Ask a question

What was its initial speed?

A ball is thrown straight up, it rises 12.5 m before it starts falling back down.
a) What was its initial speed?
b) How much time is it in the air?

2 Answers by Expert Tutors

Tutors, sign in to answer this question.
Robert J. | Certified High School AP Calculus and Physics TeacherCertified High School AP Calculus and Ph...
4.6 4.6 (13 lesson ratings) (13)
Check Marked as Best Answer
a) v^2 = 2gh
v = sqrt(2gh) = sqrt(2*9.8*12.5) = 15.65 m/s
b) v = gt
t = v/g = 15.65/9.8 = 1.60 sec


I like the KE=PE approach here as well, sir ... 1.6s up and 1.6s down ==> total air time 3.2s
Kirill Z. | Physics, math tutor with great knowledge and teaching skillsPhysics, math tutor with great knowledge...
4.9 4.9 (174 lesson ratings) (174)
The problem shall be formulated slightly better. If a ball was thrown up from the ground, the Robert's solution is right. However, the problem does not state this, so this is just an assumption, however logical it may be.
As for the time in the air, it is twice the time to get to the top, that is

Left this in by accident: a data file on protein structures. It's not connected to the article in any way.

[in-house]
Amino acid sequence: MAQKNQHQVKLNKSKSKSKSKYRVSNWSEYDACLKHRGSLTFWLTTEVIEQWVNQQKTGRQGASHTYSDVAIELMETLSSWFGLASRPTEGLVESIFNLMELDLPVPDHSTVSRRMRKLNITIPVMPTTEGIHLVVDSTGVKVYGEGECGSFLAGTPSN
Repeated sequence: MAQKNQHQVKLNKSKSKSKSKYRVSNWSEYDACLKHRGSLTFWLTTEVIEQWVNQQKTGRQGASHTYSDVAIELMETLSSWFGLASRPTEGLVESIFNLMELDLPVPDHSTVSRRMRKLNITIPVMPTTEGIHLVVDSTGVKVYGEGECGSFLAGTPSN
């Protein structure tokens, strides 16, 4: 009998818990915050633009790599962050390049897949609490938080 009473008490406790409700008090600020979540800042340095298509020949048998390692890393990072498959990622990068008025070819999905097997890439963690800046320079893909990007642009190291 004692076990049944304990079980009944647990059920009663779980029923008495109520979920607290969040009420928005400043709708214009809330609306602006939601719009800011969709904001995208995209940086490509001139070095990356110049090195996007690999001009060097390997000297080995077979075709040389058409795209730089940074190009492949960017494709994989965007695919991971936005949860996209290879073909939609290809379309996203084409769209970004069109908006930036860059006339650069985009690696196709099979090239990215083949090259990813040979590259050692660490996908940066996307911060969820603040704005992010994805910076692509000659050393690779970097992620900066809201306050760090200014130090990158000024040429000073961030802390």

t=2*v/g=3.2 s
You can formally write the equation of motion:
y=y0+vt-gt2/2; Here y0 is the initial position, assumed to be zero (ground level), v is the initial velocity, pointed up, which is also positive y-direction, therefore + sign in front of vt term, g--acceleration due to gravity, pointing down, hence negative sign in front of the term gt2/2. Once you know the velocity (see Robert's solution for v), you know full equation of motion:
Ball falls back to the ground, which means that its y-coordinate is zero. Set y=0, you will obtain:
15.65t-4.9t2=0; Factor t out, you will get:
There are two solutions to this equation:
t=0 s;
t=15.65/4.9=3.2 s;
First solution is trivial and corresponds to the initial position of the ball, just before it was thrown up into the air.
Second one corresponds to the moment when the ball falls back to the ground. This is the one you need.